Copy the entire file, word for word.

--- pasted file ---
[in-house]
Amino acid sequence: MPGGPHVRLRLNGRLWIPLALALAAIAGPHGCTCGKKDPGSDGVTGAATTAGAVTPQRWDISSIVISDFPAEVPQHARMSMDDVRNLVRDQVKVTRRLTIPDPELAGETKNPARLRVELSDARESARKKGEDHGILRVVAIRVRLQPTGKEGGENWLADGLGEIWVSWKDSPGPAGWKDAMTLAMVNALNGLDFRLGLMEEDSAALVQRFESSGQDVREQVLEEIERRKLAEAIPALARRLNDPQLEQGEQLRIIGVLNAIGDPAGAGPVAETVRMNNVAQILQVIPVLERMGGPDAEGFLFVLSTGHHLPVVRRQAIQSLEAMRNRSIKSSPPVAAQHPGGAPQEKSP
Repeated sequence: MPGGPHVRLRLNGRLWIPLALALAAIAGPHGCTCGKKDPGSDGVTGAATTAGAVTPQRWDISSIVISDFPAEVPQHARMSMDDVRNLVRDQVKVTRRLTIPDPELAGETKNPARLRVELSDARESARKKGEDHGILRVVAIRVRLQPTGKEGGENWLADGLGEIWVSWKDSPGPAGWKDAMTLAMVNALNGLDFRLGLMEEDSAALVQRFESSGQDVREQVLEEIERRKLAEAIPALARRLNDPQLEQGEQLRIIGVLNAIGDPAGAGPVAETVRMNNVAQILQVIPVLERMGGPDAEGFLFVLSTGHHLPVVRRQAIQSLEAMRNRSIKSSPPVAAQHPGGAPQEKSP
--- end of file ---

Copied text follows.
[in-house]
Amino acid sequence: MPGGPHVRLRLNGRLWIPLALALAAIAGPHGCTCGKKDPGSDGVTGAATTAGAVTPQRWDISSIVISDFPAEVPQHARMSMDDVRNLVRDQVKVTRRLTIPDPELAGETKNPARLRVELSDARESARKKGEDHGILRVVAIRVRLQPTGKEGGENWLADGLGEIWVSWKDSPGPAGWKDAMTLAMVNALNGLDFRLGLMEEDSAALVQRFESSGQDVREQVLEEIERRKLAEAIPALARRLNDPQLEQGEQLRIIGVLNAIGDPAGAGPVAETVRMNNVAQILQVIPVLERMGGPDAEGFLFVLSTGHHLPVVRRQAIQSLEAMRNRSIKSSPPVAAQHPGGAPQEKSP
Repeated sequence: MPGGPHVRLRLNGRLWIPLALALAAIAGPHGCTCGKKDPGSDGVTGAATTAGAVTPQRWDISSIVISDFPAEVPQHARMSMDDVRNLVRDQVKVTRRLTIPDPELAGETKNPARLRVELSDARESARKKGEDHGILRVVAIRVRLQPTGKEGGENWLADGLGEIWVSWKDSPGPAGWKDAMTLAMVNALNGLDFRLGLMEEDSAALVQRFESSGQDVREQVLEEIERRKLAEAIPALARRLNDPQLEQGEQLRIIGVLNAIGDPAGAGPVAETVRMNNVAQILQVIPVLERMGGPDAEGFLFVLSTGHHLPVVRRQAIQSLEAMRNRSIKSSPPVAAQHPGGAPQEKSP